Meta launches a direct challenge to Twitter with Threads, garnering millions of users in hours as it seeks to take advantage of its rival's much-weakened state after a series of chaotic decisions from owner Elon Musk.
Those quick to join the new platform included celebrities such as Kim Kardashian and Jennifer Lopez as well as prominent politicians such as Democratic US Representative Alexandria Ocasio-Cortez.
"Let's do this. Welcome to Threads," Meta CEO Mark Zuckerberg wrote in his first post on the app, along with a fire emoji. He said the app logged 10 million sign-ups in seven hours.
Threads is available in more than 100 countries on both Apple's App Store and Google's Play Store, but not yet in the EU because of regulatory concerns.
Zuckerberg also took to Twitter, where "Threads" were trending, and posted a well-known meme of Spiderman facing off against Spiderman – a humorous jab at the rivalry with Musk and between the two services.
Analysts have said Threads' ties to Instagram might give it a built-in user base and advertising apparatus. That could siphon ad dollars from Twitter at a time when its new CEO is trying to revive its struggling business.
While Threads launched as a standalone app, users can log in using their Instagram credentials and follow the same accounts, potentially making it an easy addition to existing habits for Instagram's more than 2 billion monthly active users.
"Investors can't help but be a little excited about the prospect that Meta really has a 'Twitter-Killer'," said Danni Hewson, head of financial analysis at investment firm AJ Bell.
Others saw the launch of Threads as an opportunity to create a less toxic version of Twitter.
"May this platform have good vibes, strong community, excellent humor, and less harassment," Ocasio-Cortez said in her post.
Much like Twitter, the app features short text posts that users can like, re-post and reply to, although it does not include any direct message capabilities. Posts can be up to 500 characters long and include links, photos and videos up to five minutes long, according to a Meta blog post.
Meta stock closed up 3% on Wednesday ahead of the launch, outpacing gains by rival tech firms.
Twitter on the back foot
Threads' arrival comes after Zuckerberg and Musk have traded barbs for months, even threatening to fight each other in a real-life mixed martial arts cage match in Las Vegas.
Meta is taking aim at a time when Twitter is definitely on the defensive.
Musk bought Twitter for $44 billion last October, but its value has since plummeted amid deep staffing cuts and content moderation controversies that have alienated both users and advertisers. Its latest move involved limiting the number of tweets users can read per day.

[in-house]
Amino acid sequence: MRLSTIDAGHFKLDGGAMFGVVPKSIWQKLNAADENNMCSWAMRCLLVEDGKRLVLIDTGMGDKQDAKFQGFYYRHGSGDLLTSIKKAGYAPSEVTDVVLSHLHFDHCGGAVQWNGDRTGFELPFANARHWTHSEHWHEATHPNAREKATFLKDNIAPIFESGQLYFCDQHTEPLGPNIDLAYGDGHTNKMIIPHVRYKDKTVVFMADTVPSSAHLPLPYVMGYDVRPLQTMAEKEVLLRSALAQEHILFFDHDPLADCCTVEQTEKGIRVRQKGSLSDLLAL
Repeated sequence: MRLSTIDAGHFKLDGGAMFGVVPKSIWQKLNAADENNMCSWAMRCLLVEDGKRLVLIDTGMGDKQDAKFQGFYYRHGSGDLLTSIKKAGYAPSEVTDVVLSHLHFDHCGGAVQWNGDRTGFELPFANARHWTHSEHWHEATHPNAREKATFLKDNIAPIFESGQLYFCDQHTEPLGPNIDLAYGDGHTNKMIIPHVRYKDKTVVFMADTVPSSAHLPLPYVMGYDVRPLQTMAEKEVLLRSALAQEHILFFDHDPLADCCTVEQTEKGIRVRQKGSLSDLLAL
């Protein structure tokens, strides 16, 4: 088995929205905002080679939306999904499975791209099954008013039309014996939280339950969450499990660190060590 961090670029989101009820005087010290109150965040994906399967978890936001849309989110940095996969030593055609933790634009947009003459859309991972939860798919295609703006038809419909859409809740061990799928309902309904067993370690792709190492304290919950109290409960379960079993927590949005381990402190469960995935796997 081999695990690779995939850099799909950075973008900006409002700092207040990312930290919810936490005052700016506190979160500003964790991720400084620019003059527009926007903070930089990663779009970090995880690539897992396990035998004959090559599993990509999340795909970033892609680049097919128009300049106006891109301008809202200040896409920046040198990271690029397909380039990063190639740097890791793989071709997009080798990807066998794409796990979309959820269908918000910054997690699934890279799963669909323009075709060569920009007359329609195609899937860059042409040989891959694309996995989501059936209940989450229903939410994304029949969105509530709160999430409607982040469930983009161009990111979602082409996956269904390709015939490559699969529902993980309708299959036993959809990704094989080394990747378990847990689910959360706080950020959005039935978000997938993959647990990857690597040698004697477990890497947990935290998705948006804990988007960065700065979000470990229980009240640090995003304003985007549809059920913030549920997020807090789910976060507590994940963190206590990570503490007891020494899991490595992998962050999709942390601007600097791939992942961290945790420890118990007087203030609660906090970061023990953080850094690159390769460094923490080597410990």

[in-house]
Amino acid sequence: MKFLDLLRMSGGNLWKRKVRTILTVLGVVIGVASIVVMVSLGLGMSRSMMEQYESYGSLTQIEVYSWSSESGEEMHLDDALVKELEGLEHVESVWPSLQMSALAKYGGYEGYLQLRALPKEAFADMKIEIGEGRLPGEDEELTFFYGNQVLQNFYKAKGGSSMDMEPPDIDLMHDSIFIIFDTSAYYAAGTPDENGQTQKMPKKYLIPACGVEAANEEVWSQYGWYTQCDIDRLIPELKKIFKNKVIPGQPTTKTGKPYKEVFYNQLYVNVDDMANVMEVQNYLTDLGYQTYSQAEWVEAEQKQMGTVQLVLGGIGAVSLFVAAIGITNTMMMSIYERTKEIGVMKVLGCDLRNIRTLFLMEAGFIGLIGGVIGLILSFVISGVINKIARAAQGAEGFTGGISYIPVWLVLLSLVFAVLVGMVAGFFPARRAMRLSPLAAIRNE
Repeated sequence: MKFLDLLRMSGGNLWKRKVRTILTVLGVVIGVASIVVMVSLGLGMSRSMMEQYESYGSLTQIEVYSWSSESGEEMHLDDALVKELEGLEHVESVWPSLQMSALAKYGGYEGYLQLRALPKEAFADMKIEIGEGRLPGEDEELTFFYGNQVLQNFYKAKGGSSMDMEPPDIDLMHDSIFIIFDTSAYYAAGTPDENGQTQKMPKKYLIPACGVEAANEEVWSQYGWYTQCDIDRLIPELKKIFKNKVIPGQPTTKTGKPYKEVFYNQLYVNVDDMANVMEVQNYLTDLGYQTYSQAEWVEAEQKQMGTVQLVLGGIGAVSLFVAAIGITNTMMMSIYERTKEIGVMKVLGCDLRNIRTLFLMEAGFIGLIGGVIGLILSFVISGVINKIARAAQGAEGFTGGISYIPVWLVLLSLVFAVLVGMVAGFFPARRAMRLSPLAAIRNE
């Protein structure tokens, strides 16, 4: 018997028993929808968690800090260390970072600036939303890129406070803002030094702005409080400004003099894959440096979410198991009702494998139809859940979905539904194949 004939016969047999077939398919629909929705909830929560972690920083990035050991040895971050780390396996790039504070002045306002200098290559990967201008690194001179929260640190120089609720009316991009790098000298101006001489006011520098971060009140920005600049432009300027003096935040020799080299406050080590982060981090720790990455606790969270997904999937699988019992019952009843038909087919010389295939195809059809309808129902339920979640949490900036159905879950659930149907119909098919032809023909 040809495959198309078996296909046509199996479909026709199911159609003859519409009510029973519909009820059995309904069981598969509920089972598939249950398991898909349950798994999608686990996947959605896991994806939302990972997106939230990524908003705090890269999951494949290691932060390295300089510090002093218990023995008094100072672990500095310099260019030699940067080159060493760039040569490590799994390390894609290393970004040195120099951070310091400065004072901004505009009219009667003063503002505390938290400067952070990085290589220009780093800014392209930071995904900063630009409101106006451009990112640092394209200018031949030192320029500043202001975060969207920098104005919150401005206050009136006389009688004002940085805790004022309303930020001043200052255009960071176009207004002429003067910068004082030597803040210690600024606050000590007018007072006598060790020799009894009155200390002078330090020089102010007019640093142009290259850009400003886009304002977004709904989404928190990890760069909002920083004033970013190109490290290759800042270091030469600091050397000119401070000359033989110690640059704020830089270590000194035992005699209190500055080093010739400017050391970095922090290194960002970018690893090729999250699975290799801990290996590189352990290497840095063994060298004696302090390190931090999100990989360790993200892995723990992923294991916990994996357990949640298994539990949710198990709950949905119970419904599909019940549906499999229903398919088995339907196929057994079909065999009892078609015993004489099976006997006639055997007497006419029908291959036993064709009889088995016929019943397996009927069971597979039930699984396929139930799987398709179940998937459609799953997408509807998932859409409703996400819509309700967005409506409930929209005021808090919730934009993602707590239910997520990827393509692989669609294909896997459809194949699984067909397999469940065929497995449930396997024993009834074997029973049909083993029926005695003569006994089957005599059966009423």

Zuckerberg noted the challenges that big public social media forums bring. "I think there should be a public conversations app with 1 billion+ people on it. Twitter has had the opportunity to do this but hasn't nailed it. Hopefully we will," he wrote.
The integration with Instagram included several nods to privacy considerations. Instagram users who sign up for Threads automatically have a badge affixed to their Instagram profile, but can opt to hide it. They also are given options to choose different privacy settings for each app.
Brands like Billboard, HBO, NPR and Netflix had accounts set up within minutes of launch. The app did not appear to show any ads, according to a Reuters review.
To build up Threads, Meta has been making overtures to social media influencers to attract them to the new app and encouraging them to post at least twice a day, said Ryan Detert, CEO of influencer marketing company Influential.
The app also benefits from the failure of other would-be Twitter competitors to take advantage of the service's stumbles. While a number of burgeoning competitors such as Mastodon, Post, Truth Social and T2 have tried to lure Twitter users away, all remain relatively small so far.
Bluesky, a new service backed by Twitter cofounder Jack Dorsey, launched its invite-only beta in February and initially had users clamoring to get access codes. Its website said it had 50,000 users as of April. Dorsey also backed another platform called Nostr.
Meta has, however, suffered multiple failures launching standalone copycat apps in the past, most notably its Lasso app aimed at competing with short video rival TikTok.
The company later incorporated a short video tool, Reels, directly into Instagram and more recently wound down its unit tasked with designing experimental apps.
Zuckerberg, responding to a user who predicted Twitter's demise about an hour after the Threads launch, cautioned patience. "We're only in the opening moments of the first round here," he said.
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